Select any two CPUs for comparison
VS

Gaming Performance Comparison

Recommended System Requirements
Game Athlon XP 1700+ Pentium III
Halo: Reach 1458% 2331%
Red Dead Redemption 2 3672% 5785%
Call of Duty: Modern Warfare 2697% 4263%
Borderlands 3 3672% 5785%
Star Wars: Jedi - Fallen Order 4067% 6400%
Cyberpunk 2077 3105% 4900%
FIFA 20 2599% 4111%
Halo: The Master Chief Collection 3672% 5785%
eFootball PES 2020 3003% 4740%
Fortnite: Chapter 2 1974% 3136%

In terms of overall gaming performance, the AMD Athlon XP 1700+ is marginally better than the Intel Pentium III when it comes to running the latest games. This also means it will be less likely to bottleneck more powerful GPUs, allowing them to achieve more of their gaming performance potential.

The Athlon XP 1700+ was released less than a year after the Pentium III, and so they are likely to have similar levels of support, and similarly optimized performance when running the latest games.

Both CPUs exhibit very poor performance, so rather than upgrading from one to the other you should consider looking at more powerful CPUs. Neither of these will be able to run the latest games in any playable way.

The Athlon XP 1700+ and the Pentium III both have 1 cores, and so are quite likely to struggle with the latest games, or at least bottleneck high-end graphics cards when running them. With a decent accompanying GPU, the Athlon XP 1700+ and the Pentium III may still be able to run slightly older games fairly effectively.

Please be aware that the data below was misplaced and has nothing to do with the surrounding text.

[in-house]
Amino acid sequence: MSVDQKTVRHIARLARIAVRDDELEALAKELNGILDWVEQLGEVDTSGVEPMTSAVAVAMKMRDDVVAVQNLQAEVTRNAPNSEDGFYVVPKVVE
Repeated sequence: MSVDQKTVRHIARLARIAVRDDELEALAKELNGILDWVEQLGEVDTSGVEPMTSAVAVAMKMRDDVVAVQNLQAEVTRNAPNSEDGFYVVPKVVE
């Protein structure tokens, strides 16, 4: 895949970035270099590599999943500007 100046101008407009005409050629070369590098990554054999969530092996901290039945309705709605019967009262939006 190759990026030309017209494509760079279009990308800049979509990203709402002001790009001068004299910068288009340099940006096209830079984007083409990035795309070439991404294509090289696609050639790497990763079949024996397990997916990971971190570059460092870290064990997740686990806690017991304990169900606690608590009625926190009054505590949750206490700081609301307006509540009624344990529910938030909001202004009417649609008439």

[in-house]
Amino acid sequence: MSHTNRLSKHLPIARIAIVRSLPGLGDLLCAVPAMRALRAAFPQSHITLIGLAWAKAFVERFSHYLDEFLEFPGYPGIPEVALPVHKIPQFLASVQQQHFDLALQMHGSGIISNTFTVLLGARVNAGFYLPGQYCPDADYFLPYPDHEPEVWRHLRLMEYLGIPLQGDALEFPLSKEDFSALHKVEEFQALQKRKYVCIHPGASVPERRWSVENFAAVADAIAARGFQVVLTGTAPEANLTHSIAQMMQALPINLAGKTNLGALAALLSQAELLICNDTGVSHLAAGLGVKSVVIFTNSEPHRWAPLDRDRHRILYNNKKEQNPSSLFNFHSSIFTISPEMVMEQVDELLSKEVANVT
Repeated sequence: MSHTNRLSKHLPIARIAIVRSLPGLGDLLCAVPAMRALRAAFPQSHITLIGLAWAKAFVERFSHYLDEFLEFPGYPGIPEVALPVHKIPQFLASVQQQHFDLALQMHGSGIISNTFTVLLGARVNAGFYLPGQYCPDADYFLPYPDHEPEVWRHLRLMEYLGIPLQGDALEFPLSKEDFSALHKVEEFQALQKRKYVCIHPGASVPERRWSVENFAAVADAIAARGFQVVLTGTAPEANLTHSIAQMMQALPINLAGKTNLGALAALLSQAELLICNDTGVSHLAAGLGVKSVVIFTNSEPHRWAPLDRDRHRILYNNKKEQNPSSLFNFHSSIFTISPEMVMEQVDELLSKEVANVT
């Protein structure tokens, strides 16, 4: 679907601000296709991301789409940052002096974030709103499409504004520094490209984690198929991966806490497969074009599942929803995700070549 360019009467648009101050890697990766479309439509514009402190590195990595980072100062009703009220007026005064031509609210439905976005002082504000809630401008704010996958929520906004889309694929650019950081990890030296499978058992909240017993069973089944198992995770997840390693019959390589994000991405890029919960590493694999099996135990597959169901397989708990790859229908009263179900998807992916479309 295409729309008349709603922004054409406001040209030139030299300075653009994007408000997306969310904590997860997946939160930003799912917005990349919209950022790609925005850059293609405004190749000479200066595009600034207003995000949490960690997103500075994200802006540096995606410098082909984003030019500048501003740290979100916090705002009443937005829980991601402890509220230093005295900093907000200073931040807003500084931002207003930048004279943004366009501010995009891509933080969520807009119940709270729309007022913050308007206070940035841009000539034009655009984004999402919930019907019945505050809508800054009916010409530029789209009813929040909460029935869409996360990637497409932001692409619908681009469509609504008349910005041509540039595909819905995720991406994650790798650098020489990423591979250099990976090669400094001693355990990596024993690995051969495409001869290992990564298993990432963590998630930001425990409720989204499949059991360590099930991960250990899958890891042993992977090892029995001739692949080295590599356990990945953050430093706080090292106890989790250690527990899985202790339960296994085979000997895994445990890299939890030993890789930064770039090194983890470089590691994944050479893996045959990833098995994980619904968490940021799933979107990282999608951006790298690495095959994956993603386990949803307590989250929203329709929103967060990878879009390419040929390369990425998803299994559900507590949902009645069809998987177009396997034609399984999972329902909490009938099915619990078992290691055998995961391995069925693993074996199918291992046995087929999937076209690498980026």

More important for gaming than the number of cores and threads is the clock rate. Problematically, unless the two CPUs are from the same family, this can only serve as a general guide and nothing like an exact comparison, because the clock cycles per instruction (CPI) will vary so much.

The Athlon XP 1700+ and Pentium III are not from the same family of CPUs, so their clock speeds are by no means directly comparable. Bear in mind, then, that while the Athlon XP 1700+ has a 0.46 GHz faster frequency, this is not always an indicator that it will be superior in performance, despite frequency being crucial when trying to avoid GPU bottlenecking. In this case, however, the difference is enough that it possibly indicates the superiority of the .

Aside from the clock rate, the next-most important CPU features for PC game performance are L2 and L3 cache size. Faster than RAM, the more cache available, the more data that can be stored for lightning-fast retrieval. L1 Cache is not usually an issue anymore for gaming, with most high-end CPUs eking out about the same L1 performance, and L2 is more important than L3 - but L3 is still important if you want to reach the highest levels of performance. Bear in mind that although it is better to have a larger cache, the larger it is, the higher the latency, so a balance has to be struck.

The Athlon XP 1700+ and the Pentium III have the same L2 cache size, and neither CPU appears to have an L3 cache. Sadly, there is not enough data to judge based on L1 cache size which CPU would perform better.